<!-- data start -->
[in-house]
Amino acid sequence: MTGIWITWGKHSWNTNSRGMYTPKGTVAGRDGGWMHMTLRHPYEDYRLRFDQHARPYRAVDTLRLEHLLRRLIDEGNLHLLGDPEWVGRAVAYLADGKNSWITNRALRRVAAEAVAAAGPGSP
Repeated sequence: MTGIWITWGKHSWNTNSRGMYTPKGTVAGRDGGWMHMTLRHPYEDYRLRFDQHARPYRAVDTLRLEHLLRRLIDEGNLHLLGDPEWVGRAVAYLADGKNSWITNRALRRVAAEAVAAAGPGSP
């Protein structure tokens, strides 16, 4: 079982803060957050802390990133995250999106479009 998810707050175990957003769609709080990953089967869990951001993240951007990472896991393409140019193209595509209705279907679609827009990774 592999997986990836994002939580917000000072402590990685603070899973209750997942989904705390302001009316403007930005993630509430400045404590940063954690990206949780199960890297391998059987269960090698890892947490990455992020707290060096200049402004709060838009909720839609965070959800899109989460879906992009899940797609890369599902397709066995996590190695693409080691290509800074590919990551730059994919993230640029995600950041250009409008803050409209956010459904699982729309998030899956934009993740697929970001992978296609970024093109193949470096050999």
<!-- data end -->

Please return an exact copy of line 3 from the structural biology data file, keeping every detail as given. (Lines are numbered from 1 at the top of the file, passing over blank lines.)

Repeated sequence: MTGIWITWGKHSWNTNSRGMYTPKGTVAGRDGGWMHMTLRHPYEDYRLRFDQHARPYRAVDTLRLEHLLRRLIDEGNLHLLGDPEWVGRAVAYLADGKNSWITNRALRRVAAEAVAAAGPGSP